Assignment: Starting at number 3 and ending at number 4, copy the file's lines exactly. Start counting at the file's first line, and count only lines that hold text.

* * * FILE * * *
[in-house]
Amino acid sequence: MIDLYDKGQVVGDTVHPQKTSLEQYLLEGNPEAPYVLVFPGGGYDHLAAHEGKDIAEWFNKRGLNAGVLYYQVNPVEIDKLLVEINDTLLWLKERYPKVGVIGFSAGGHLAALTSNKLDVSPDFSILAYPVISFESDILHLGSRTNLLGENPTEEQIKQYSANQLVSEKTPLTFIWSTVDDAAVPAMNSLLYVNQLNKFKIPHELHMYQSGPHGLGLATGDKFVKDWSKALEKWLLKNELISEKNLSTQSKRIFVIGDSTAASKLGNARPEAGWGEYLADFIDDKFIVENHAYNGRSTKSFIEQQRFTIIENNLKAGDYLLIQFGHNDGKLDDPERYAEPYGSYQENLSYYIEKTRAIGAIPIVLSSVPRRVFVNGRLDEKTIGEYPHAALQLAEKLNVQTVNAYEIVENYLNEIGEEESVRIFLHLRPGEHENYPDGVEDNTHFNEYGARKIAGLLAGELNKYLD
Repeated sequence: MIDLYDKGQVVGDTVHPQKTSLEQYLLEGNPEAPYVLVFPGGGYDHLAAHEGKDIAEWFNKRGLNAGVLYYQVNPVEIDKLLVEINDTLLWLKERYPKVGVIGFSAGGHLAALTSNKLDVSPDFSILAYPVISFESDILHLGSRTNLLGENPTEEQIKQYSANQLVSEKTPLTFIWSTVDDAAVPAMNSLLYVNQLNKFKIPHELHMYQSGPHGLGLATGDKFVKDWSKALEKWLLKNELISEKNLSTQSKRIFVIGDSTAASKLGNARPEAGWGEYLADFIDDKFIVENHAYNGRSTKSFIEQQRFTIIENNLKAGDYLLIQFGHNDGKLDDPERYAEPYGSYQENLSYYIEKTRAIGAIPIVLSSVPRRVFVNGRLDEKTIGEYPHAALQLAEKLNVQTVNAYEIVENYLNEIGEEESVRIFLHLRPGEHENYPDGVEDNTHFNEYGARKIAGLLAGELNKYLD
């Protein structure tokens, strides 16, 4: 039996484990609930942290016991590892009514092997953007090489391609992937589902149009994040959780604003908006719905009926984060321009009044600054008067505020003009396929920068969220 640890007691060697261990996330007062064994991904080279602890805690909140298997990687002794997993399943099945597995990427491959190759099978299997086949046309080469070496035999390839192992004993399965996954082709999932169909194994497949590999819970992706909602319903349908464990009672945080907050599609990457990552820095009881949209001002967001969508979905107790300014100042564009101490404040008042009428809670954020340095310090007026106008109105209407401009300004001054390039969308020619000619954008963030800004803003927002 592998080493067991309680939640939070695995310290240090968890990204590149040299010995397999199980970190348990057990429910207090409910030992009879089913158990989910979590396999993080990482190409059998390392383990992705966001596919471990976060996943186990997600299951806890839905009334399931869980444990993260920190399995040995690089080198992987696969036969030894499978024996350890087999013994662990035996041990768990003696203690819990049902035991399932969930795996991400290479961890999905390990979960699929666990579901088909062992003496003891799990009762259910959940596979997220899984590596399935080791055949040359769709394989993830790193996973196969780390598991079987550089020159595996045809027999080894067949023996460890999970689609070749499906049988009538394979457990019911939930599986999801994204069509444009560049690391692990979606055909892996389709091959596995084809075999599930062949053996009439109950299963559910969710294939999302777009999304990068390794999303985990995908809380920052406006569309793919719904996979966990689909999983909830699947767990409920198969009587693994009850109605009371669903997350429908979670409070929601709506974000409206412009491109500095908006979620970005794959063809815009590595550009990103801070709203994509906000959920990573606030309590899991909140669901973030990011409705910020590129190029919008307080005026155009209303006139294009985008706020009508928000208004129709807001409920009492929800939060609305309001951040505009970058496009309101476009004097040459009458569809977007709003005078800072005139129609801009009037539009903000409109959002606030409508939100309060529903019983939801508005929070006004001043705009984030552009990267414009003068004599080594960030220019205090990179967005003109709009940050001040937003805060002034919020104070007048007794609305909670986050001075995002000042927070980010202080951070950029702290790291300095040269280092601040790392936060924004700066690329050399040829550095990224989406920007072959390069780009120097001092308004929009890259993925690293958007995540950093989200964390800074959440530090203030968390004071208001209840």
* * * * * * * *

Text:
Repeated sequence: MIDLYDKGQVVGDTVHPQKTSLEQYLLEGNPEAPYVLVFPGGGYDHLAAHEGKDIAEWFNKRGLNAGVLYYQVNPVEIDKLLVEINDTLLWLKERYPKVGVIGFSAGGHLAALTSNKLDVSPDFSILAYPVISFESDILHLGSRTNLLGENPTEEQIKQYSANQLVSEKTPLTFIWSTVDDAAVPAMNSLLYVNQLNKFKIPHELHMYQSGPHGLGLATGDKFVKDWSKALEKWLLKNELISEKNLSTQSKRIFVIGDSTAASKLGNARPEAGWGEYLADFIDDKFIVENHAYNGRSTKSFIEQQRFTIIENNLKAGDYLLIQFGHNDGKLDDPERYAEPYGSYQENLSYYIEKTRAIGAIPIVLSSVPRRVFVNGRLDEKTIGEYPHAALQLAEKLNVQTVNAYEIVENYLNEIGEEESVRIFLHLRPGEHENYPDGVEDNTHFNEYGARKIAGLLAGELNKYLD
């Protein structure tokens, strides 16, 4: 039996484990609930942290016991590892009514092997953007090489391609992937589902149009994040959780604003908006719905009926984060321009009044600054008067505020003009396929920068969220 640890007691060697261990996330007062064994991904080279602890805690909140298997990687002794997993399943099945597995990427491959190759099978299997086949046309080469070496035999390839192992004993399965996954082709999932169909194994497949590999819970992706909602319903349908464990009672945080907050599609990457990552820095009881949209001002967001969508979905107790300014100042564009101490404040008042009428809670954020340095310090007026106008109105209407401009300004001054390039969308020619000619954008963030800004803003927002 592998080493067991309680939640939070695995310290240090968890990204590149040299010995397999199980970190348990057990429910207090409910030992009879089913158990989910979590396999993080990482190409059998390392383990992705966001596919471990976060996943186990997600299951806890839905009334399931869980444990993260920190399995040995690089080198992987696969036969030894499978024996350890087999013994662990035996041990768990003696203690819990049902035991399932969930795996991400290479961890999905390990979960699929666990579901088909062992003496003891799990009762259910959940596979997220899984590596399935080791055949040359769709394989993830790193996973196969780390598991079987550089020159595996045809027999080894067949023996460890999970689609070749499906049988009538394979457990019911939930599986999801994204069509444009560049690391692990979606055909892996389709091959596995084809075999599930062949053996009439109950299963559910969710294939999302777009999304990068390794999303985990995908809380920052406006569309793919719904996979966990689909999983909830699947767990409920198969009587693994009850109605009371669903997350429908979670409070929601709506974000409206412009491109500095908006979620970005794959063809815009590595550009990103801070709203994509906000959920990573606030309590899991909140669901973030990011409705910020590129190029919008307080005026155009209303006139294009985008706020009508928000208004129709807001409920009492929800939060609305309001951040505009970058496009309101476009004097040459009458569809977007709003005078800072005139129609801009009037539009903000409109959002606030409508939100309060529903019983939801508005929070006004001043705009984030552009990267414009003068004599080594960030220019205090990179967005003109709009940050001040937003805060002034919020104070007048007794609305909670986050001075995002000042927070980010202080951070950029702290790291300095040269280092601040790392936060924004700066690329050399040829550095990224989406920007072959390069780009120097001092308004929009890259993925690293958007995540950093989200964390800074959440530090203030968390004071208001209840």